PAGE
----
The Rosie Result by Graeme Simsion

This is the third in this delightful series about the exploits of Don Tillman, who has found the love of his life – Rosie – married her, and is now raising their “result,” Hudson.  As Rosie has now been offered a position in their native Australia, they have uprooted 11-year-old Hudson and are trying to help him adjust to the transition.  Because Hudson is definitely a creature of habit, he is not very happy with the change and he is letting Don and Rosie know it.  And so are his teachers.  And the school principal.  As a professional crisis for Don leads him to change his work schedule and focus, he opts to spend more time with Hudson to support him with the adjustment.  This process leads both Don and Hudson down a road to self-discovery that is truly life-changing for both of them.

I love the writing for its voice.  The author creates the most endearing character in Don, even as Don verbalizes little directly of his own emotions.  Don’s utter honesty and kindness are reflected in the things he says and does for those around him and the reactions he elicits are often surprise and wonder., even as people see him as different.  He struggles to fit in with those who are “neurotypical” (not autistic) and wants his son to fit in as well in order to avoid the difficulties Don has had to contend with. In this and many other ways, he demonstrates that he deeply feels compassion and empathy, even if he misses other more subtle social cues.

Clearly, the author,  with the assistance of his wife (a psychologist), has made a statement here in this novel in support of those in the autism community.  Apparently there are differing opinions on how to approach children with autism –whether to teach them skills to integrate more into the neurotypical community or to allow them to be as they are (and obviously to reach out to the general public and educate us more on acceptance, which should be happening anyway).  I imagine this must be a painfully difficult decision for some parents, who want to spare a child’s suffering (these children are often bullied because they are different) but also allow a child to see that they are loved for who they are, no matter what.  I believe this book gives a lot of insight into both the challenges and the capabilities of those with autism and one turns the final pages feeling strongly allied with this community.

I also love the not-so-subtle shout out in support of vaccinations.  There is a very strong statement countering the absolutely unsubstantiated idea that vaccines cause autism.  This idea was started by an unethical researcher in England years ago who was later found to have fudged his data in order to be published.  But the damage was done.  He’s created a community of people who believe in conspiracy theories about vaccines that are just untrue.  Vaccines save lives.  Period.

I love all of the Rosie books – and this one is another great one!  Definitely read it!

The Rosie Effect by Graeme Simsion (migrated from bookblogger)

This is the sequel to The Rosie Project and is almost as cute and charming as the first one.  This takes the main character, Don, and his new wife, Rosie, to New York to continue his research at Columbia while his wife is a medical student there.  To his surprise, Rosie is suddenly pregnant and he is led by a series of comical errors to believe that he will be unsuited for the role of father.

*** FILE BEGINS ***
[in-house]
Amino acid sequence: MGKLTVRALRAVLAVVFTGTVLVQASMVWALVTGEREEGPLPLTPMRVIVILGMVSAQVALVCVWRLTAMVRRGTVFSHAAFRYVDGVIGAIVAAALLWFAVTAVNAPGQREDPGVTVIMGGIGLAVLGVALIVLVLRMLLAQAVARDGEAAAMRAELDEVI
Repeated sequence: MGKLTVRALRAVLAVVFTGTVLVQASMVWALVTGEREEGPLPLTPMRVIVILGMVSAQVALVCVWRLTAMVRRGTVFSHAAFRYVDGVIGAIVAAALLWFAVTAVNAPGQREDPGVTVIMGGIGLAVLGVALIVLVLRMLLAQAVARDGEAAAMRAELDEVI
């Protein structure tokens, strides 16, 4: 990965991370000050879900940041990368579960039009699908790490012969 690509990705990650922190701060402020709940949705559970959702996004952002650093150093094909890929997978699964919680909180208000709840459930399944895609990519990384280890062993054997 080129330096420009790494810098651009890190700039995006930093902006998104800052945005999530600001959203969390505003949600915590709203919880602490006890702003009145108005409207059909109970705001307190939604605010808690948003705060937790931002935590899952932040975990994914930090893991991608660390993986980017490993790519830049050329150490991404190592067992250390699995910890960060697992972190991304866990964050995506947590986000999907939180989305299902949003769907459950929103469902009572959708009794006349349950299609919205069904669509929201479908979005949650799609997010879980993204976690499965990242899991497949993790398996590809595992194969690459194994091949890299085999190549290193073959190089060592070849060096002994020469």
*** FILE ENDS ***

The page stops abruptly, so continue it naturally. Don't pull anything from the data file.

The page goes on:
I think it would be a good idea, if others are considering reading this sequel, to maybe wait awhile before reading it.  I think reading it too soon after the first was a mistake, because as much as I was enamored of the main character and his very endearing voice in the first book, I think I actually got almost as annoyed as Rosie was with him in the second.  It is still an engaging and sweet book, however, and I do recommend it.

Most importantly, I think, the book enlightened the reader about Asperger’s.  I think it tells, in a very straight-forward way, both the difficulties and the virtues of those who have this type of personality.  Don, in his own very direct and humble way, does so much good for others, even when it puts him in danger, and he is very much a hero in his own way.  Without even thinking about the consequences, he does the right thing so often, when one who is more emotional, might not have.  It is an interesting perspective on a condition that most think is a negative.  Here, in many ways, it demonstrates how positive this condition can be.  And anytime a book expands our insight into another way of being, I feel this is a good thing.

 

The Rosie Project by Graeme Simsion (migrated from bookblogger)

This book is delightful! Don, a genetics professor with Asperger’s, has decided that he is ready to find his life partner.  In his structured, rigid world, this seems to be his next step.  He decides to go about this in the logical way in which he goes about everything — by creating the Wife Project, for which he develops a questionnaire.  In the course of this search, he comes upon Rosie, who he eliminates from Day 1 because she does not make the cut (too many wrong answers!).  However, when Rosie asks for help with her own quest, Don gets drawn in, in spite of himself.

Don’s story is also told with great humor and tenderness.  One can see how even with his rituals and his need for logic, he struggles with his own emotionality and how while emotions are not logical, they are still a part of him.  And the irony is that he is probably more similar to others than different in this regard.

It is an interesting commentary on human behavior, what is considered “normal” and what is really and truly abnormal.  It is also a really, really fun book to read!